Whole Grain Rye Sourdough Bread

One loaf of whole grain rye sourdough bread with sunflower seeds on top on a cooling rack

It’s a weird world out there these days… last week when I saved Francesca (my rye sourdough starter) from the depths of my fridge to revive her, everything still felt relatively normal. This week there is a very different charge in the air.

Everyone feels wary of each other, the lone neighbour we might see on an afternoon walk takes a wide berth around to keep their distance (bless them) and that mama bear protective instinct continues to grow as my belly swells.

Hibernation has been fairly easy so far (maybe it’s that mama bear energy?) with more creations coming out of my kitchen in the last few weeks than the entire last year, including this whole grain rye sourdough bread. This is a bread I’ve been making for some time, but also haven’t made in awhile, proven by the potent smell of the dark, liquid hooch swishing around on top of Francesca. Thanks goes out to my Dad for requesting this bread for his birthday as it has finally found it’s way to my blog!

This whole grain rye sourdough bread is, in my humble opinion, the bomb. It is easier to make than other sourdough breads because there is no folding, kneading, stretching, shaping, etc, the texture is soft and moist and it keeps that way for a long time. Oh and it freezes beautifully, better than any other bread I’ve had or made. Which is perfect because it could be many weeks before my Dad actually has this loaf in his hands.

Wishing you all health and safety as we navigate the next few weeks.

Happy baking!

How to Create Your Rye Sourdough Starter

Follow the same steps outlined in my No Knead Spelt Sourdough Bread post with a two exceptions: use rye flour instead of spelt flour and use equal amounts of water to flour. For example, in Day 3 use 1/4 cup of water and in Day 4 use 1/2 cup of water.

Sample Bake Schedule

  • Last rye starter feed at 7:30am.
  • Active at 3:30pm so I mixed everything together, put it in the loaf pan and placed it in the fridge.
  • Removed from the fridge at 7:30am the next day and placed on the counter (not in a warm spot yet as I knew I had an appointment in the morning). However, you can place the loaf in a warm spot right away.
  • Placed in a warm spot (in this case, in the sunshine by my sliding door) at 12:00pm.
  • Proofed and ready to go in the oven at 2:30pm.

If you liked this recipe you are going to love these ones!

No Knead Spelt Sourdough Bread
Seedy Spelt No Knead Bread
No Knead Sourdough Rye Bread

Whole Grain Rye Sourdough Bread

Keyword Bread, Rye, Sourdough
Servings 1 loaf
Author Sophie


  • 200 grams active rye sourdough starter
  • 415 grams whole grain rye flour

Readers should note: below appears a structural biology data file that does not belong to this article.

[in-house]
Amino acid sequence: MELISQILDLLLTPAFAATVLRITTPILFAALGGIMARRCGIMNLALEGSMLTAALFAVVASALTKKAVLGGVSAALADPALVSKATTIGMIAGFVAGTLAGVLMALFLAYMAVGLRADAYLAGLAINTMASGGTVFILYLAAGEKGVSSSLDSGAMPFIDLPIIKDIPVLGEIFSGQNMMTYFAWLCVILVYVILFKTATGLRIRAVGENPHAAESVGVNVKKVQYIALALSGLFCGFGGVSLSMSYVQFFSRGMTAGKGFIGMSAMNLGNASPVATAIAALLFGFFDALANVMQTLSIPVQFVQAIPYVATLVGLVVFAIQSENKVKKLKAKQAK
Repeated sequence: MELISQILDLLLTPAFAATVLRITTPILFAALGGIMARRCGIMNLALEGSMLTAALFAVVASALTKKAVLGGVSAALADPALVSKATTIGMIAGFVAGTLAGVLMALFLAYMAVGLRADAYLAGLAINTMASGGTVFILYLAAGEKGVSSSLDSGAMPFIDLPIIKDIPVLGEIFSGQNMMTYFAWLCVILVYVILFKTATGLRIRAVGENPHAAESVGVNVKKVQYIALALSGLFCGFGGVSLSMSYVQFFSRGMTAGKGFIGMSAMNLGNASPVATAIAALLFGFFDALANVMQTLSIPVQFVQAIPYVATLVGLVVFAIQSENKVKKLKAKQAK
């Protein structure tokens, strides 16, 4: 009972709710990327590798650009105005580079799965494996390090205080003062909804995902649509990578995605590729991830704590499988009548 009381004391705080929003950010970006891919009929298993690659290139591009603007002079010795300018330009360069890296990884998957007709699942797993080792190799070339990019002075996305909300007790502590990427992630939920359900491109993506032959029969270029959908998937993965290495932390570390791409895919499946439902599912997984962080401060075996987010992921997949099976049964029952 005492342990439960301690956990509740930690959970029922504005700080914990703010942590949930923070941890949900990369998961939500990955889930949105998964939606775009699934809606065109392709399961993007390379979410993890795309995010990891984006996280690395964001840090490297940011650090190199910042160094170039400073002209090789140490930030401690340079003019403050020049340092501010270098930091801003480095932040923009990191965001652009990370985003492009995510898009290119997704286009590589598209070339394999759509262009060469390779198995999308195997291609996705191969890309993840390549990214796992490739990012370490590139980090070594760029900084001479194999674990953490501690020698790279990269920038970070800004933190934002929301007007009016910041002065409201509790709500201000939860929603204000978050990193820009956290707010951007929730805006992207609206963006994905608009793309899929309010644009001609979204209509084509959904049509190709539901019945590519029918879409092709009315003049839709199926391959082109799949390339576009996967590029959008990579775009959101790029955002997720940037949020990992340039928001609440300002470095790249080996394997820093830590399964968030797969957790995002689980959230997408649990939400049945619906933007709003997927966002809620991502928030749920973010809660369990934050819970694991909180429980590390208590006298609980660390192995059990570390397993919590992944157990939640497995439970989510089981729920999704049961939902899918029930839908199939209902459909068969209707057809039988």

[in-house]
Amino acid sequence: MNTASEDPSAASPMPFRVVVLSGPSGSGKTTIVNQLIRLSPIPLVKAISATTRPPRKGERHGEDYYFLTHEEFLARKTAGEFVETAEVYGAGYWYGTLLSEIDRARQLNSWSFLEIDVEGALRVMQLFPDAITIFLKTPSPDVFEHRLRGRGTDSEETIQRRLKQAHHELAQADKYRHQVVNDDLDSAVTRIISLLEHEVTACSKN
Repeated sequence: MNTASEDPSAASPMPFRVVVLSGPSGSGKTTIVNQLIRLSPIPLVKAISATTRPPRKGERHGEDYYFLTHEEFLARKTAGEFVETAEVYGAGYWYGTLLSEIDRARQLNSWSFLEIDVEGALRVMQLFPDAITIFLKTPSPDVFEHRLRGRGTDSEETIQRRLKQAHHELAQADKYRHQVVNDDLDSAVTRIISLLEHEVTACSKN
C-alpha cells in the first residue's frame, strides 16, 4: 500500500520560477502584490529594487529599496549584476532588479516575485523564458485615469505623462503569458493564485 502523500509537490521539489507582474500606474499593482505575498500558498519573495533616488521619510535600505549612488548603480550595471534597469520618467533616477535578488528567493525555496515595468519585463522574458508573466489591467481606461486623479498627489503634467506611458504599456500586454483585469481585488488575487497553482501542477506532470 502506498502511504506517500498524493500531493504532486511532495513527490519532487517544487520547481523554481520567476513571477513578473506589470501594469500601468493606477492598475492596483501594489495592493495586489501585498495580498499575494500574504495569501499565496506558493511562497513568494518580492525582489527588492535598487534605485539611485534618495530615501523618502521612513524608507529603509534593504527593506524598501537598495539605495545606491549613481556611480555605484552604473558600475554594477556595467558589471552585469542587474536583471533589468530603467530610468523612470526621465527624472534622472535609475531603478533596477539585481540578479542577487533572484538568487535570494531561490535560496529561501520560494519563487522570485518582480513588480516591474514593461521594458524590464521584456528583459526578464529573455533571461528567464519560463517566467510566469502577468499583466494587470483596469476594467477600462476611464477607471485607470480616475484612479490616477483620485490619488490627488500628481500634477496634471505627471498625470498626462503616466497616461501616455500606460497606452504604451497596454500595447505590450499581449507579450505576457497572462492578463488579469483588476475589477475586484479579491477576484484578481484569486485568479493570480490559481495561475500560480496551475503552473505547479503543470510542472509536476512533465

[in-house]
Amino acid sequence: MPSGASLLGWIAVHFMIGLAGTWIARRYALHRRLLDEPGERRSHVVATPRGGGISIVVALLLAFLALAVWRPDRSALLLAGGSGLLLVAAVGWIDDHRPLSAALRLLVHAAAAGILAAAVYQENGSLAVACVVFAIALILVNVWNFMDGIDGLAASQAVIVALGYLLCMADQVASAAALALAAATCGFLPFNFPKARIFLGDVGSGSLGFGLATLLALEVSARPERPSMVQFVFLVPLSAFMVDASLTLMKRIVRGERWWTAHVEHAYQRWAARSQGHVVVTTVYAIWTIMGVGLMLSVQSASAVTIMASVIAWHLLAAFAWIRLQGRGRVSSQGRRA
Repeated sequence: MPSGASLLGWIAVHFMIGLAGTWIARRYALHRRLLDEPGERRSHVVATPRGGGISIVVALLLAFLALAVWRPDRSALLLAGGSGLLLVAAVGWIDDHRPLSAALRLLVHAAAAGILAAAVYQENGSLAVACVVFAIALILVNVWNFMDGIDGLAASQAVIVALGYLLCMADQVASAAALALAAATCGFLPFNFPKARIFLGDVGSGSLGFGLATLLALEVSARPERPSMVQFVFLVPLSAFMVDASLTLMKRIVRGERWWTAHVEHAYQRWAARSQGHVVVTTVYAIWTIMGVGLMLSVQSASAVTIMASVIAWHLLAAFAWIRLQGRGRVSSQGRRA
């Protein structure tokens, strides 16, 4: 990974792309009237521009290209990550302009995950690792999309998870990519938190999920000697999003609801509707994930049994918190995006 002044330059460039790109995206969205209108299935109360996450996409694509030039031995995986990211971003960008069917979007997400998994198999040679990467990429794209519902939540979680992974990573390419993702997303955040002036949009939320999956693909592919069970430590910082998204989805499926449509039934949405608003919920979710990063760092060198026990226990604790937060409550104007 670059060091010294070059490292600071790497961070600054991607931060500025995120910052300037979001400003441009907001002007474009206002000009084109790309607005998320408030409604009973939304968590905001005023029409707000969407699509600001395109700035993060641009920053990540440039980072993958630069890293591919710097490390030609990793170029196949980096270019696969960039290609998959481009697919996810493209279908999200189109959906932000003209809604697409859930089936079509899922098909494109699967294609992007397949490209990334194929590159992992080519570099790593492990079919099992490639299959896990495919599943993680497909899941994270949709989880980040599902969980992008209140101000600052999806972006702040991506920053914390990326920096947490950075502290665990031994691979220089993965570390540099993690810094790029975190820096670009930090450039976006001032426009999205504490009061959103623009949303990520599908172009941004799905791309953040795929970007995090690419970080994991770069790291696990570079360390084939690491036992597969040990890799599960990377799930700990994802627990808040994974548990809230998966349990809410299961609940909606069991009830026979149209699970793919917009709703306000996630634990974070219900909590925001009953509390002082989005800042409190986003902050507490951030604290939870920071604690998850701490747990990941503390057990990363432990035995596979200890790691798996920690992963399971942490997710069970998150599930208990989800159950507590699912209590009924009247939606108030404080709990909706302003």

• 80 grams sunflower seeds toasted, plus extra for the top of the loaf
  • 1 tsp sea salt
  • 405 grams water at room temperature


  1. Grease and line a bread loaf pan with parchment paper. Set aside.

  2. In a large bowl, mix together the rye starter, flour, seeds, salt and water using your hands (or a large mixing spoon if you don't want to get sticky) until completely combined. Spoon the dough into the greased and lined loaf pan.

  3. Wet your hands with water and gently but firmly press the dough evenly out to the corners of the loaf pan. Smooth the top of the dough, wetting your hands again if necessary. Sprinkle extra sunflower seeds on top (optional).

  4. Cover the loaf pan to prevent the dough from drying out. Plastic wrap, a plate, or a tea towel are good options. Place in the fridge overnight to rest.

  5. Remove the loaf from the fridge, keep it covered and allow to proof in a warm spot (in the sunshine, near a heat vent/radiator, etc) until nearly doubled in size with visible cracks on top. This will usually take a 2 -3 hours depending on how warm the spot you chose is. Preheat the oven to 400 degrees F before the bread has finished proofing.

  6. Bake for 50 minutes or until sides and bottom of loaf are a deep brown and the internal temperature of the bread has reached 200 degrees F.

  7. Remove from the oven and run a small knife down any sides of the loaf pan that were not covered in parchment. Place the loaf on a cooling rack, remove the parchment paper and allow to cool completely before slicing.

7 thoughts on “Whole Grain Rye Sourdough Bread

  1. Hello from Valencia, Spain. I would very much like to try making this recipe. The instructions give the link for a spelt sourdough starter, but the recipe itself calls for a sourdough rye starter. Please can you clarify? Thanks very much.

    1. Hi Jeanne, hello from Canada! Simply follow the same instructions as the spelt sourdough starter but use rye flour instead. 🙂 Happy baking!

  2. Thank you, Sophie. I ended up making your Opa’s sourdough rye instead. I scaled the recipe down to 120 grams additional rye every day, and still ended up with about 1500 grams of dough, enough to fill a loaf pan (covered with another loaf pan) and a free-shaped oval (baked in a Dutch oven). So pleased with the results — lovely rise in both loaves, pleasant flavour (mildly sour), and nice crumb. An excellent recipe that I shall be making again. I shall also attempt making the whole grain rye.

    Btw I was pleasantly surprised that the dough, after its first rise, was no longer as sticky, and I was able to shape it without wetting my hands or using flour.

    1. Hi Jeanne, that is so wonderful to hear! That recipe is close to my heart as my Opa used to make it on a daily basis and just the smell of it after it’s finished baking transports me back to childhood breakfasts at their table. 🙂 Happy baking!

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